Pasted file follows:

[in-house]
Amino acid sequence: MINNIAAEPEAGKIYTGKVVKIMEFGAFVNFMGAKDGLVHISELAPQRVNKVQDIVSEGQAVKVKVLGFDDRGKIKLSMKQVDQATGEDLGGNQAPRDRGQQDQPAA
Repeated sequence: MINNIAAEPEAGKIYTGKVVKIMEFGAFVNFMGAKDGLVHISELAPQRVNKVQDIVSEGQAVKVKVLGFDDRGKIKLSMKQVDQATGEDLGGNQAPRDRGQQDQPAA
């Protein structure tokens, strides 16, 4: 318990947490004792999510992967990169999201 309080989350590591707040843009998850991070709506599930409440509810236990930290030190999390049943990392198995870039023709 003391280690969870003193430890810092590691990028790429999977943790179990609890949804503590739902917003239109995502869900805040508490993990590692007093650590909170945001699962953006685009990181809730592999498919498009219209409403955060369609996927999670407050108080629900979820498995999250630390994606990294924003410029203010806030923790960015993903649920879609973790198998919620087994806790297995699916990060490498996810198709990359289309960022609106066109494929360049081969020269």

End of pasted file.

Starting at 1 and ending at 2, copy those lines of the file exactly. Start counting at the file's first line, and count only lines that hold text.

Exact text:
[in-house]
Amino acid sequence: MINNIAAEPEAGKIYTGKVVKIMEFGAFVNFMGAKDGLVHISELAPQRVNKVQDIVSEGQAVKVKVLGFDDRGKIKLSMKQVDQATGEDLGGNQAPRDRGQQDQPAA